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Best cheap road bikes 2022: Eight great budget road bikes

Great road bikes for those on a budget - with options from £400

Cyclist magazine
23 May 2021

These are the best cheap road bikes on the market that you can get for your money in 2022. There are plenty of reasons why you might be looking to buy a road bike on the cheap. You could be keen to get into cycling and aren't willing or able to spend a fortune to do so. Especially if you need to buy other bits like shoes, a helmet and clothing.

Alternatively, you could be looking to get into cycling to work and want a cheap bike that can be locked outside. Or maybe you own a lot of bikes and just want something inexpensive to knock about on during the winter.

Whatever the reason, thankfully it’s pretty easy to get a solid road bike for a decent price.

Below are eight of the best we've found on a budget from £400 to £999

If you're feeling flush, check out our guide to the best road bikes on the market from under £1,000 to over £10,000

Best cheap road bikes on a budget in 2022

Pinnacle Laterite, £400 - The best road bike for riders on a tight budget

Buy now from Evans Cycles for £400

Key Features: Cheapest on test, Shimano Claris gearing, carbon fork 

Buy now from Evans Cycles for £400

A proper road bike for an improper amount of cash. To complain about any rough edges on the Pinnacle seems churlish given its tiny headline price. Based around a compact 6061-T6 heat-treated aluminium frame, its carbon fibre fork cuts weight and boosts shock absorption.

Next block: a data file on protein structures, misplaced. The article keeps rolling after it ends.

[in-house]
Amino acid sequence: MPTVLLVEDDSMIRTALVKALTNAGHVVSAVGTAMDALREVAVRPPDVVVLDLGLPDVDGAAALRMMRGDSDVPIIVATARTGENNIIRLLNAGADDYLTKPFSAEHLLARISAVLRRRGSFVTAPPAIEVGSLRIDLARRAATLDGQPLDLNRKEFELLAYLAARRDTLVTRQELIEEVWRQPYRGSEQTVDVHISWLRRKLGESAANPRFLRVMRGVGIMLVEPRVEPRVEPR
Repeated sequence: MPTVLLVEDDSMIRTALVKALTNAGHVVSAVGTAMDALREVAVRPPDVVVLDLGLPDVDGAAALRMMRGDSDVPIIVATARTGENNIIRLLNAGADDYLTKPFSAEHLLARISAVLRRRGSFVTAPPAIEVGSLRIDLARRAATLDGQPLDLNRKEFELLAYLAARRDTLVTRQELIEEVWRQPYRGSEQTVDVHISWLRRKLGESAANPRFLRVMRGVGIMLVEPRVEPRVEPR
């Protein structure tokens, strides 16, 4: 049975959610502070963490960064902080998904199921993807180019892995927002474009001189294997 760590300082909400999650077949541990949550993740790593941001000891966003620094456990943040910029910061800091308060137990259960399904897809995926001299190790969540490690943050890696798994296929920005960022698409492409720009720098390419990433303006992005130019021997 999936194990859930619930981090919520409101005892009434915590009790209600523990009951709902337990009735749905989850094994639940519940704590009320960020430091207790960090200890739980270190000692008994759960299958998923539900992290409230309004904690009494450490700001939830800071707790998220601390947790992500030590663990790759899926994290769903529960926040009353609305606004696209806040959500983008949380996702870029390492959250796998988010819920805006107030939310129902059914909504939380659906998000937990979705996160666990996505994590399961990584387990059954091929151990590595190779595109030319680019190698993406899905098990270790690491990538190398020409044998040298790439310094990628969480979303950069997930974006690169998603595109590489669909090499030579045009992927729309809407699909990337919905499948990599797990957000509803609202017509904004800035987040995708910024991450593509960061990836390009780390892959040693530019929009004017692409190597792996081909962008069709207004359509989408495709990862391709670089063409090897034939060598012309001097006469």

Running a 16-speed Shimano Claris drivetrain, this shunts the gears with an authoritative clunk and provides a moderate range via its compact chainset and 11-28t cassette. With 25c decent Schwalbe Lugano tyres, plus space for mudguards and a rear rack, it’s a great introduction to drop bar riding.

Specialized Allez E5 Sport, £1,000 - The best handling budget road bike

Buy now from Evans Cycles for £1,000

Key Features: Performance-focused geometry, lightweight frame, 32t cassette

Buy now from Evans Cycles for £1,000

The Specialized Allez E5 Sport is both pretty light and pretty good looking. Both of these traits can be traced back to its clever aluminium frame which benefits from extensive hydroforming and seamless SmoothWeld technology.

With a tapered head tube and internal cable routing, it’s a great looking assemblage that’s also backed up by a lightweight carbon fork. Yet, with an eye on practicality, there’s also full provision for mudguards and racks.

Along with a decent overall weight, the Allez's ability uphill is aided by a competent Shimano Sora groupset that includes a very wide 9-speed, 11-32t cassette. Ensuring you don’t stall going uphill, the bike’s nippy handling also makes it fun on the downs.

Contact points are also good thanks to Specialized BodyGeometry bars and saddle. All in, it's a very nicely rounded racer.

Read Cyclist's review of the Specialized Allez here

Giant Contend 2, £750 - The best compact budget road bike

Buy the Giant Contend from Giant for £750

Key Features: Fairly light for its price, sporty geometry, carbon fork for comfort

Buy the Giant Contend from Gaint for £750

Being the biggest bike company in the world, Giant is a dab hand at making great bikes even for those on a budget.

The Contend 2 is impressively light at under 10kg while the geometry is pretty racy for a cheaper road bike, meaning that you will get a truer race bike feel from the Contend. Giant has also used a D-Fuse seatpost for a smoother ride.

This is not to say it isn’t versatile. There is still space for 32mm tyres and mounts for mudguards and racks if you find yourself commuting or touring.

Genesis Equilibrium, £1,750 - The best classic steel bicycle 

Buy now from Freewheel for £1,750

Key Features: Retro steel, great gearing selection, wide tyres

Buy now from Freewheel for £1,750

Stretching some people’s definition of budget, the timeless Genesis Equilibrium should prove its worth through years of service. Based around a super-robust Reynolds 725 steel frame and fork, this may look classic, but the geometry and spec are surprisingly modern.